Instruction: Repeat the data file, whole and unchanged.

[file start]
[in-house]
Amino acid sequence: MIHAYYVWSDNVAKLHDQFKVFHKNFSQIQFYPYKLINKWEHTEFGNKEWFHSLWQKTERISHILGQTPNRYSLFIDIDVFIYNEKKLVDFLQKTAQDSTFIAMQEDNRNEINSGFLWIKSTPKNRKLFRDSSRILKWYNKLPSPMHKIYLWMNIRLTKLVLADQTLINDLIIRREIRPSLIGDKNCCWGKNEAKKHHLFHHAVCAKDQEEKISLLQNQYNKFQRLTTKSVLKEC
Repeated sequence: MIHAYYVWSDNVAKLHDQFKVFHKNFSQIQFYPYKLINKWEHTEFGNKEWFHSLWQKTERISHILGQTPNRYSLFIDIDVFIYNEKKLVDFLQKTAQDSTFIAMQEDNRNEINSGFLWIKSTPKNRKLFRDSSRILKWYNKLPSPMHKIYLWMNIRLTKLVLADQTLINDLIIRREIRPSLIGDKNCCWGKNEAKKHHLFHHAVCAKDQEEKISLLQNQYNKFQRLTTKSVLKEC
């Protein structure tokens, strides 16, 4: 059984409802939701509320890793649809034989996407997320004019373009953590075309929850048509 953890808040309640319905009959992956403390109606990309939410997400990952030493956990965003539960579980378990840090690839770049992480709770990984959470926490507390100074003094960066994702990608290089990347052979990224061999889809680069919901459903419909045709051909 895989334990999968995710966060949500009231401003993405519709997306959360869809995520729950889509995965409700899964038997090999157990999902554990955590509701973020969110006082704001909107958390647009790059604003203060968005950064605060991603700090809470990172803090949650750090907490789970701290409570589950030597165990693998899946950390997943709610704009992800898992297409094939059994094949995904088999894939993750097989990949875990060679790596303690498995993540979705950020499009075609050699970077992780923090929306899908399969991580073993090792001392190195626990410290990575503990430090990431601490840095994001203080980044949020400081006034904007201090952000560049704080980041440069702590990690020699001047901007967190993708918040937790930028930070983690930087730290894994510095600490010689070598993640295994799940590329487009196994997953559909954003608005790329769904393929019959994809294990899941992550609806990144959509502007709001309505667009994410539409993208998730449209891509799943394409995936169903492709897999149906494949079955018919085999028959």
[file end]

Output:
[in-house]
Amino acid sequence: MIHAYYVWSDNVAKLHDQFKVFHKNFSQIQFYPYKLINKWEHTEFGNKEWFHSLWQKTERISHILGQTPNRYSLFIDIDVFIYNEKKLVDFLQKTAQDSTFIAMQEDNRNEINSGFLWIKSTPKNRKLFRDSSRILKWYNKLPSPMHKIYLWMNIRLTKLVLADQTLINDLIIRREIRPSLIGDKNCCWGKNEAKKHHLFHHAVCAKDQEEKISLLQNQYNKFQRLTTKSVLKEC
Repeated sequence: MIHAYYVWSDNVAKLHDQFKVFHKNFSQIQFYPYKLINKWEHTEFGNKEWFHSLWQKTERISHILGQTPNRYSLFIDIDVFIYNEKKLVDFLQKTAQDSTFIAMQEDNRNEINSGFLWIKSTPKNRKLFRDSSRILKWYNKLPSPMHKIYLWMNIRLTKLVLADQTLINDLIIRREIRPSLIGDKNCCWGKNEAKKHHLFHHAVCAKDQEEKISLLQNQYNKFQRLTTKSVLKEC
């Protein structure tokens, strides 16, 4: 059984409802939701509320890793649809034989996407997320004019373009953590075309929850048509 953890808040309640319905009959992956403390109606990309939410997400990952030493956990965003539960579980378990840090690839770049992480709770990984959470926490507390100074003094960066994702990608290089990347052979990224061999889809680069919901459903419909045709051909 895989334990999968995710966060949500009231401003993405519709997306959360869809995520729950889509995965409700899964038997090999157990999902554990955590509701973020969110006082704001909107958390647009790059604003203060968005950064605060991603700090809470990172803090949650750090907490789970701290409570589950030597165990693998899946950390997943709610704009992800898992297409094939059994094949995904088999894939993750097989990949875990060679790596303690498995993540979705950020499009075609050699970077992780923090929306899908399969991580073993090792001392190195626990410290990575503990430090990431601490840095994001203080980044949020400081006034904007201090952000560049704080980041440069702590990690020699001047901007967190993708918040937790930028930070983690930087730290894994510095600490010689070598993640295994799940590329487009196994997953559909954003608005790329769904393929019959994809294990899941992550609806990144959509502007709001309505667009994410539409993208998730449209891509799943394409995936169903492709897999149906494949079955018919085999028959």